Known for its destruction of corn crops, the European corn borer (Ostrinia nubilalis) will also consume more than 300 garden plants including peppers, potatoes, and tomatoes.
Corn crops are destroyed when the young larvae of the corn borer chew and tunnel through the stalks and ears of the plant. Other vegetable crops are also affected similarly.
Larvae can grow up to ¾ to 1 inch in length and have a reddish or dark brown head with spots along the top of each segment of their body.
An adult borer is a nocturnal moth that is yellowish-brown with dark stripes along its wings.
A mature larva will survive the winter months by burying itself in corn stubble or other parts of the plant. Their pupation stage begins in late spring and lasts between 4 to 8 weeks.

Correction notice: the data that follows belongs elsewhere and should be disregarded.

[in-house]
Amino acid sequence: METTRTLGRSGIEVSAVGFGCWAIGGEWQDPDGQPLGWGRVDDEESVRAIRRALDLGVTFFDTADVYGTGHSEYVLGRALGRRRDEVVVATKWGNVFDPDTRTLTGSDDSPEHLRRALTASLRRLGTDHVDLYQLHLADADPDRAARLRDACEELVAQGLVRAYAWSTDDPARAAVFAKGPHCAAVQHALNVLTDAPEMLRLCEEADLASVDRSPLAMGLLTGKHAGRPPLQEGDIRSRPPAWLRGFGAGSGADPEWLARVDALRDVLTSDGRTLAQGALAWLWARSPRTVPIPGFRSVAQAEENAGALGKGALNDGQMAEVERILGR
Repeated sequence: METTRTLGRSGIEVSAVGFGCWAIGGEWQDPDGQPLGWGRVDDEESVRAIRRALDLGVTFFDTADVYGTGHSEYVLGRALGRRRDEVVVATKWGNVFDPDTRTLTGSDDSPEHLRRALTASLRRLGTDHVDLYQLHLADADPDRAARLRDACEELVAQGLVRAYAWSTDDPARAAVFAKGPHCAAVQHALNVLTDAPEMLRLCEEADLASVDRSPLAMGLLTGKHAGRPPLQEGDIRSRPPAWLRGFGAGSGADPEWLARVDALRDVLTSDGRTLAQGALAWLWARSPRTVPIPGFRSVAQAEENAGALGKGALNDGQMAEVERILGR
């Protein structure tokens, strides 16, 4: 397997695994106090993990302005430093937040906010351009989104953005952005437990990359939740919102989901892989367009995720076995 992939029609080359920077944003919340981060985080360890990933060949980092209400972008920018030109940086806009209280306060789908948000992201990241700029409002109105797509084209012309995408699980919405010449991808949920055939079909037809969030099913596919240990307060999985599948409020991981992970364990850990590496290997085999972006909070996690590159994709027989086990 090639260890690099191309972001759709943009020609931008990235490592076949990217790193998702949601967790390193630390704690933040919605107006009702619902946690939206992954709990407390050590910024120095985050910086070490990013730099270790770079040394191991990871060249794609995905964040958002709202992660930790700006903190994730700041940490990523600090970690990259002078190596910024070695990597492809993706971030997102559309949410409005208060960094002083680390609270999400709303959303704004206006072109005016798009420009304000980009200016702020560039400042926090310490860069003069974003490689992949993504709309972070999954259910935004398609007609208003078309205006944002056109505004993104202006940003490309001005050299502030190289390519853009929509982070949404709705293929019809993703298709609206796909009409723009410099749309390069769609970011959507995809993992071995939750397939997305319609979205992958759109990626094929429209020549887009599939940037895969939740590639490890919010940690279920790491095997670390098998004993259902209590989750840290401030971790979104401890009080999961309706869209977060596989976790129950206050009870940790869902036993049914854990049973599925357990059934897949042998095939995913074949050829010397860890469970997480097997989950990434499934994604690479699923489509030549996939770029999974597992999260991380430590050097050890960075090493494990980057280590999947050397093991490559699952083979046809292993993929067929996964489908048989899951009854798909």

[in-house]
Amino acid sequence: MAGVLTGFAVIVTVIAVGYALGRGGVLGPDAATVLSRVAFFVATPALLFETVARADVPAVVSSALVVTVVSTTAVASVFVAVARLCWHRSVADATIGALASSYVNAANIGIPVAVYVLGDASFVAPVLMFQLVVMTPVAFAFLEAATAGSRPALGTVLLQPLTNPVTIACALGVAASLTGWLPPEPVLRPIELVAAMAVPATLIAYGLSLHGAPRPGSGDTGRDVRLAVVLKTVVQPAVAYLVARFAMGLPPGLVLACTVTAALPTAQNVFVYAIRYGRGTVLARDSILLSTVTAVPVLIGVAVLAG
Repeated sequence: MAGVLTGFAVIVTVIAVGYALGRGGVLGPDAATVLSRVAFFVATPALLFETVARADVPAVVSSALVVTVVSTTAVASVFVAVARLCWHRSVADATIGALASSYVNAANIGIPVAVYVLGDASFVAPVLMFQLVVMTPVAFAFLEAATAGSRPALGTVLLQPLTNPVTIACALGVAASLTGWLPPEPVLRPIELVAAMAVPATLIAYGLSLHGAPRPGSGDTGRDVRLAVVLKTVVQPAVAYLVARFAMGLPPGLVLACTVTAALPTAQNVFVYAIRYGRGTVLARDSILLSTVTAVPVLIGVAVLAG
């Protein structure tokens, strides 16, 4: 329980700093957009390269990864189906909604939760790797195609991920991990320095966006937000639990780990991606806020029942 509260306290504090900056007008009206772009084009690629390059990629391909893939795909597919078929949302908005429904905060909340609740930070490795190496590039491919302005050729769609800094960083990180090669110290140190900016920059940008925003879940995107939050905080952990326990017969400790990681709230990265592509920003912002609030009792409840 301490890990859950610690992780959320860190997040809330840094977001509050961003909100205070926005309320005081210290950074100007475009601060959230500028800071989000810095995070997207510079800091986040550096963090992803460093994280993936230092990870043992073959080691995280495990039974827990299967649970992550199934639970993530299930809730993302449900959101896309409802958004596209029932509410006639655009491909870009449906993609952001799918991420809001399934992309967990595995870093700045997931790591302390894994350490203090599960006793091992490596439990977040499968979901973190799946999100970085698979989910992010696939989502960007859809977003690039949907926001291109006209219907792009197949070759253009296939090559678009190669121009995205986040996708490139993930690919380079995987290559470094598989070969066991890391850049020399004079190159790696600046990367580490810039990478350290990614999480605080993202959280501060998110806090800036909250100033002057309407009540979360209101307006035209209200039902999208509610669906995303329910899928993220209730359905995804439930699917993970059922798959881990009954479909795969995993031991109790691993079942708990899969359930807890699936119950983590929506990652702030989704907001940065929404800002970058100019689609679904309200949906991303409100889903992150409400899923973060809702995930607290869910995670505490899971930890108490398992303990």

Once adults emerge from the cocoon, they mate and the female lays her eggs in clusters along the underside of the lower part of a host plant's leaf.
In about 3 to 7 days the eggs hatch and tiny caterpillars feed on host plants until they are fully grown in 3 to 4 weeks.
When it's time to enter the pupate stage, they will bury themselves deep into the corn stalks and prepare a cocoon for the pupation process.
Controlling European corn borers and their larvae can be done naturally by plowing under corn stalks during the late fall and early spring where the insects may be hibernating for winter.
Beneficial insects such as the trichogramma wasp, ladybug, and lacewing larva, will feed on and destroy borer eggs.